Tips to Prevent Your Pup from Misbehaving in Public Spaces

More and more restaurants, workspaces, and other public areas are shifting toward a dog-friendly mentality. Of course, if you want to bring your pup to a communal area, it’s important to ensure that they are well-behaved and suited for it. While some dogs simply prefer staying at home, many canines can be trained to conduct themselves in a friendly and social manner. Try these tips and soon you and your four-legged best friend can relax on patios and attend outdoor events together before you know it.

The Tenets for Dog Training

Whether you are training your dog to do a few obedience commands or if you two are on the path to agility courses, below are a few tenets everyone can use as a foundation for influencing dog behavior.

● Training should be fun for both you and your pup.

● Good behavior is always reinforced.

● Sessions don’t need to last for more than 15 minutes.

● The trainer should always be consistent.

● You are your dog’s alpha.

When you make the training fun, your dog is more likely to learn and adhere to the commands you give them. Pups also have short attention spans, so a long training session isn’t going to do them much good. Once you’re done learning for the day, treat your dog to a walk, a game of fetch, or some other activity they love -- it’s another form of positive reinforcement. Your secret weapons when it comes to training are a pocket full of treats and plenty of praise. When your dog picks up a command and behaves well, showing them approval with a treat and a praise helps ensure they do it again and again. Of course, if you want your dog to be consistent, you have to show them how. Changing up the game in the middle of play will only confuse a dog. Finally, always remember that you are supposed to be your dog’s alpha or pack leader. If you approach training with that alpha confidence, your dog will follow.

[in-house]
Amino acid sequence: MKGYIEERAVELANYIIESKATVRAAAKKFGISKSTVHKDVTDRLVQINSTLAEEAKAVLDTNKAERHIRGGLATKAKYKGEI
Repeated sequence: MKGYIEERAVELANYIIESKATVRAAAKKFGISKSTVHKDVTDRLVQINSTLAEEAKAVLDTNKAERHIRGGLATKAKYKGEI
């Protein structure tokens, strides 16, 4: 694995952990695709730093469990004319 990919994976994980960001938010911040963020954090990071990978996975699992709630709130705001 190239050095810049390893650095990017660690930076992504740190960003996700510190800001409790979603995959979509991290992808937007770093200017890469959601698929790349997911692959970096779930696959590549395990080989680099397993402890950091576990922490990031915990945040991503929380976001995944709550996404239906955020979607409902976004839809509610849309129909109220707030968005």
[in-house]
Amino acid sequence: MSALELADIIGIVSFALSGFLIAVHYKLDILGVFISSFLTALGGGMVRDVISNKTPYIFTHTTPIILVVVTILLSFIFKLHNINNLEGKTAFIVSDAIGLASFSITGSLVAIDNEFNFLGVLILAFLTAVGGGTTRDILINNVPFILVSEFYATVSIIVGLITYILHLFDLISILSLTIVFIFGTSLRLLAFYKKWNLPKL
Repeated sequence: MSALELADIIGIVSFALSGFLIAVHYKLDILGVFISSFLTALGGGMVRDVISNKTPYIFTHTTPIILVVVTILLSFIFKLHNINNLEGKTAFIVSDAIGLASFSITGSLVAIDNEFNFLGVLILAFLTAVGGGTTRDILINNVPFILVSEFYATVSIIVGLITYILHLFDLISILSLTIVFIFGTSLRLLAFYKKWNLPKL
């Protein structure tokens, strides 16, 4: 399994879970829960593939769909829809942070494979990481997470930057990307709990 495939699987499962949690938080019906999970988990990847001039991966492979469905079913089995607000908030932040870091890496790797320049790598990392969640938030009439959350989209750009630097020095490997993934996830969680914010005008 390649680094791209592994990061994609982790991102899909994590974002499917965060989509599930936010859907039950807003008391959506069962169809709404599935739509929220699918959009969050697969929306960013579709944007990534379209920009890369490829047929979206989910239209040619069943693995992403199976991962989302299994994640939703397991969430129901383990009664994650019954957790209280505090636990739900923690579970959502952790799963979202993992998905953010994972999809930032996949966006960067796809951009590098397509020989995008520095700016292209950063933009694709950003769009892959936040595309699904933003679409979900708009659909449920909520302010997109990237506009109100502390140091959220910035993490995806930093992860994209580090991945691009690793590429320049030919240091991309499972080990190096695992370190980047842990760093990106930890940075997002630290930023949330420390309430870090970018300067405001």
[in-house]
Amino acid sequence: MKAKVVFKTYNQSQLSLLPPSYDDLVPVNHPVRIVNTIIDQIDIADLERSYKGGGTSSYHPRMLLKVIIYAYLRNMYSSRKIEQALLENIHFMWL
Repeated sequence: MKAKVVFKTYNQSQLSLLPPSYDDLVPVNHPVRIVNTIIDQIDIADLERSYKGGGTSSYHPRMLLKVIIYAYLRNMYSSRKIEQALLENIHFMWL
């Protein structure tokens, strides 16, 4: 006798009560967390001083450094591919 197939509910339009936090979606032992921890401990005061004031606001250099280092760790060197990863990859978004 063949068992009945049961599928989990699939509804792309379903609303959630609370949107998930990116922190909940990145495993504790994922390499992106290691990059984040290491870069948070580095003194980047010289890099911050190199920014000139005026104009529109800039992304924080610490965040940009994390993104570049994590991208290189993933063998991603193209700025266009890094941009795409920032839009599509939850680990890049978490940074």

Dog Walking Basics and Safety

If you are taking your pup to a public place, they need to be on a leash. Leash training comes naturally for some dogs, but others have trouble grasping the limitations that come with it. This is just one of the reasons to avoid using retractable leashes. Because they get longer and shorter at your whim, the boundaries are not fully established, which confuses your dog. When walking your dog, be wary of approaching other pups in public. Keep your body relaxed and ask the other walker if it is okay for your two dogs to meet. If the other dog has aggression issues, they will likely say no. However, it is also your responsibility to monitor the dogs’ behavior and make an informed decision about whether the two will get along.

Meeting Your Dog’s Essential Needs

If your dog needs to do their business, walk them away from people and manicured lawns. It is rude to let your dog go in front of people, and you may offend someone by letting them go on very manicured grass. It is better to find a secluded and shaded area, let them go, and clean it up completely before throwing it away. Remember: always clean up after your pooch. Dog feces contain harmful microorganisms that can infect the water supply, other dogs, and people.

Beyond that particular need, your dog should also always have a fresh supply of water. While some dog-friendly restaurants will have their own water bowls for dogs, you can’t count on it. It’s best to invest in a portable bowl that you keep with your dog’s poop bags, leash, and training treats. Making sure your companion stays hydrated can help prevent heat stroke in dogs.

While more and more businesses are becoming dog-friendly, it is always up to the owner to ensure their pup is on their best behavior. Help your dog learn basic obedience commands and gain their trust as an alpha. When walking your dog, be cautious when approaching other dogs and avoid retractable leashes. Be respectful of other people’s space, and carry a water bowl with you so your dog stays properly hydrated.